Devilish New York post-punks blending intellect with giant ambition.
Believe in the way of Sam York. Fronting New York newcomers WALL, she brings the authority of preceding punk movements, matching these references with a smart, cutting delivery. Chants about “big black suits dressed as little white lies” put the subject matter upfront, whether she’s laying law to big-wig poshos or city screwballs. Listen: Their debut self-titled EP is out now. Similar to: Parquet Courts with a vengeance. Lewisham’s new poster-boy, with one eye on the universe.
Creeper - The Stranger The first release with their new line-up, DIY Class Of favourites Creeper are stepping up a gear with an allembracing, vital new EP. It’s out 19th February.
t his mont h in
Surely it’s a fool’s move to sample Amerie’s cherished ‘1 Thing’ for an opening gambit. But South London grime newcomer Elf Kid takes the ‘see what sticks’ approaches, and 99% of the time it pays off. ‘Golden Boy’ has fast become the current craze. On repeat in every postcode going, Elf Kid is more accessible than any grime artist to emerge in months. If Stormzy can tackle the top ten, this guy can go one further. Listen: ‘Golden Boy’, obviously. Similar to: The sound of London taking over the world.
LANY - Make Out If you’re new to LANY, get in the know. This LA-based trio make heart-thumping, impassioned pop. They’ve big ambitions, and they’re supporting Ellie Goulding on her March UK tour. ‘Make Out’ is out now. Pouty - Take Me to Honey Island Rachel Gagliardi’s first work as Pouty sees the Slutever member bringing technicolour fireworks out of everyday frustrations. Tracks on the EP carry simple-as-it-gets titles like ‘Sad’, ‘Moody’ and ‘Awake’, but buried within is a bright, evershifting supply of ideas. Out on 16th Feb.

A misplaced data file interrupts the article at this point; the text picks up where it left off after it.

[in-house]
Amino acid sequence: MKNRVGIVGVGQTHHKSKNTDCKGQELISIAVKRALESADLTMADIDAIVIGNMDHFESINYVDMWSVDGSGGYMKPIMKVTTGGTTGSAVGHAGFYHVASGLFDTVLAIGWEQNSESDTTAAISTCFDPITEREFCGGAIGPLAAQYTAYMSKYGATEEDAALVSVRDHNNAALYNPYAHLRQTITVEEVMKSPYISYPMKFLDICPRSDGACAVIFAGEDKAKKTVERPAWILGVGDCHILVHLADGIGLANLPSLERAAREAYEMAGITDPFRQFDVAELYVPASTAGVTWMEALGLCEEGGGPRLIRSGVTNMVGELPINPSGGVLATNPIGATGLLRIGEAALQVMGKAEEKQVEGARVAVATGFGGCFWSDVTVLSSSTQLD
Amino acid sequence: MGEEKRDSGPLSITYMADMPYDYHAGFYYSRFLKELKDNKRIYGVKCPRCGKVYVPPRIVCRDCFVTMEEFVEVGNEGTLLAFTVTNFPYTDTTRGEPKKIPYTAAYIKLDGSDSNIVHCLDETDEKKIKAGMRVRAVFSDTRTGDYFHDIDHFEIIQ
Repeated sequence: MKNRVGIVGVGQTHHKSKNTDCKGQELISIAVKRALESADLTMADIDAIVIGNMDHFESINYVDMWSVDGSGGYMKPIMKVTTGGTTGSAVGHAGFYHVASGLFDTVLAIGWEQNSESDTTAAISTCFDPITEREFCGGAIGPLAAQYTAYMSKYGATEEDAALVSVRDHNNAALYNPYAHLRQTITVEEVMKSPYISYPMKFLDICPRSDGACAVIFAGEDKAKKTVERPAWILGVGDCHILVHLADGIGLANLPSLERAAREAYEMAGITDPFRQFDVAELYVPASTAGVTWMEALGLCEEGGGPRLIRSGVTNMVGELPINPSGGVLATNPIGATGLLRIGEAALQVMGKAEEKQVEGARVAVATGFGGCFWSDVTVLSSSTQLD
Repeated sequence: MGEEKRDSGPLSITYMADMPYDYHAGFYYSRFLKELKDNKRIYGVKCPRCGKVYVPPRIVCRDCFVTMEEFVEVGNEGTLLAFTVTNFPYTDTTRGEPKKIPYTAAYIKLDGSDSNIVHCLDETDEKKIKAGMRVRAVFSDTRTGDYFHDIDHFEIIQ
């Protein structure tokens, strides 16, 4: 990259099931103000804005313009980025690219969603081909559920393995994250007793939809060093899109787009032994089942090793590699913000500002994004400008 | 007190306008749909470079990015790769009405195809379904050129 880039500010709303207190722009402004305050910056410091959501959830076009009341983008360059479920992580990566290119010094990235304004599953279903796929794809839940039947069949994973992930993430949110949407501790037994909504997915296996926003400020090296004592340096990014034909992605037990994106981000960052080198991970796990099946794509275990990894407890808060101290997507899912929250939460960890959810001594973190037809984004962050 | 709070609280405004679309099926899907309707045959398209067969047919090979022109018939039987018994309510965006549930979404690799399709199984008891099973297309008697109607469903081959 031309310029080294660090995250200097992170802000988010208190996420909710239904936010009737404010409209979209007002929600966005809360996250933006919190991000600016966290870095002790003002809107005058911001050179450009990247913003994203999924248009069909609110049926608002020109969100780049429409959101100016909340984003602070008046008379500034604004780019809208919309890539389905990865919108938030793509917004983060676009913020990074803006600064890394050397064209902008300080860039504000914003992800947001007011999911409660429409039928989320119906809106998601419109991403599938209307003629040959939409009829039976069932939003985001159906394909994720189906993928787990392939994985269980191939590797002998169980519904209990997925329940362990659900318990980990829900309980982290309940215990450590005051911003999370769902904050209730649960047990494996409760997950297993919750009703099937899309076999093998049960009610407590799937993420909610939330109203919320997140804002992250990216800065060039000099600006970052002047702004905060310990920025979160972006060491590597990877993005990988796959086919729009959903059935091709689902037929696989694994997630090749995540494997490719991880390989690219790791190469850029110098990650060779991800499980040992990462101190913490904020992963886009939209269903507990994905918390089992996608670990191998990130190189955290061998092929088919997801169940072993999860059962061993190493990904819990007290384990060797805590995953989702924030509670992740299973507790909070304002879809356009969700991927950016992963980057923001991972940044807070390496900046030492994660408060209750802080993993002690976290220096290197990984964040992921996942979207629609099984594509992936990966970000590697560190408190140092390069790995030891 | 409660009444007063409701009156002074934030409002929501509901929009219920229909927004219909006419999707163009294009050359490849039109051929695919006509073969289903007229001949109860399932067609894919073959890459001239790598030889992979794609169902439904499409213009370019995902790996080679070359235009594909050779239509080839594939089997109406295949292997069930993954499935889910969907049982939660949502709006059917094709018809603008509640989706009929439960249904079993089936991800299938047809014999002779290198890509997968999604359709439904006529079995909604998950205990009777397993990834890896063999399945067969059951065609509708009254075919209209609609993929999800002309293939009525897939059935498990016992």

The unsteady opening of ‘The Curtains’, the first track on Cross Record’s ‘Wabi Sabi’, is the sort of music you’d expect to find soundtracking a baby deer’s first steps. Nervous, gangly and stumbling more than once, it isn’t long before the track finds its feet and is prancing across the Austin wilderness.
That determined adventure drives the nine tracks of ‘Wabi Sabi’ into unfamiliar territory. But it’s also the story behind Cross Record’s migration from their home of Chicago to the expanse of a Texan ranch called Moon Phase. Between putting away groceries at the house where she works as a nanny, Emily Cross - who, alongside her husband Dan Duszynski, makes up Cross Record - admits that the record would have been “very different” if they’d stayed in Chicago. “We just have so much freedom and space to experiment, to have fun and make a lot of noise,” she starts. “That affected the album a lot but I don’t actually know how yet. I haven’t really evaluated it.” The freedom found throughout ‘Wabi Sabi’ is reflective of where Emily finds herself. “I just turned twenty-seven and I feel like I don’t have a great deal of distraction in my life. I’m married and I have a good rhythm with my home life. I have a lot of
freedom to not worry about the things I used to worry about and focus on my creative outlets.” Recorded at home, and taking on a majority of the production themselves, ‘Wabi Sabi’ was crafted in the environment that inspired it. “I couldn’t do it any other way,” says Emily before admitting, “there were definitely weeks where we didn’t touch the album at all,” because they needed space from it. “We actually started over several songs over three or four times because they just weren’t right in my head. I could never do it in a professional studio because it would be so expensive.” Emily is on the move again though. She’s flying out to visit her father in Thailand for a few months to “start working on another record.” Another bold move to continue expanding their horizons. With Cross Record, there’s a sense of exploration. They’re constantly discovering things and capturing that on record. Beyond the joy of creating, there’s not much else they want. “You know that people are going to hear it but that’s not at the forefront of our minds. It’s not why we do certain things. I just liked making it and I want people to hear it. I guess what I want to achieve is that I want people to hear it, to enjoy it. I want them to feel a certain way,” she offers, but doesn’t go into specifics. That’s left up to you. Cross Record’s new album ‘Wabi-Sabi’ is out now via Ba Da Bing Records. DIY